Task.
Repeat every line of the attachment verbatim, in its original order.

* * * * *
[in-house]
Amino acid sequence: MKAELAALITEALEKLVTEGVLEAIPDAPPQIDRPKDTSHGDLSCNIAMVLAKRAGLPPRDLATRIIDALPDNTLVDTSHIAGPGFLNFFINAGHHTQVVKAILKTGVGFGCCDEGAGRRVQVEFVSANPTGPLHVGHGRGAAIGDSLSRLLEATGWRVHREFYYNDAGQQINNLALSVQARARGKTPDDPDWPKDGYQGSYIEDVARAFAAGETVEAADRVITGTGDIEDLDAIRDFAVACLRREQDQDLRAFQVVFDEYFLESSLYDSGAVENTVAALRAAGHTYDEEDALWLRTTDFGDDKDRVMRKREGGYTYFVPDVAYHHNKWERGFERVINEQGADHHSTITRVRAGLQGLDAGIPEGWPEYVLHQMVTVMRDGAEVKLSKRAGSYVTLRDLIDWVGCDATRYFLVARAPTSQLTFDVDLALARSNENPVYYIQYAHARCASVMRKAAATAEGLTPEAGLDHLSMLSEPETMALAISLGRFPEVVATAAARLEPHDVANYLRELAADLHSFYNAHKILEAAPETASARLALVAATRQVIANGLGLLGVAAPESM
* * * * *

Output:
[in-house]
Amino acid sequence: MKAELAALITEALEKLVTEGVLEAIPDAPPQIDRPKDTSHGDLSCNIAMVLAKRAGLPPRDLATRIIDALPDNTLVDTSHIAGPGFLNFFINAGHHTQVVKAILKTGVGFGCCDEGAGRRVQVEFVSANPTGPLHVGHGRGAAIGDSLSRLLEATGWRVHREFYYNDAGQQINNLALSVQARARGKTPDDPDWPKDGYQGSYIEDVARAFAAGETVEAADRVITGTGDIEDLDAIRDFAVACLRREQDQDLRAFQVVFDEYFLESSLYDSGAVENTVAALRAAGHTYDEEDALWLRTTDFGDDKDRVMRKREGGYTYFVPDVAYHHNKWERGFERVINEQGADHHSTITRVRAGLQGLDAGIPEGWPEYVLHQMVTVMRDGAEVKLSKRAGSYVTLRDLIDWVGCDATRYFLVARAPTSQLTFDVDLALARSNENPVYYIQYAHARCASVMRKAAATAEGLTPEAGLDHLSMLSEPETMALAISLGRFPEVVATAAARLEPHDVANYLRELAADLHSFYNAHKILEAAPETASARLALVAATRQVIANGLGLLGVAAPESM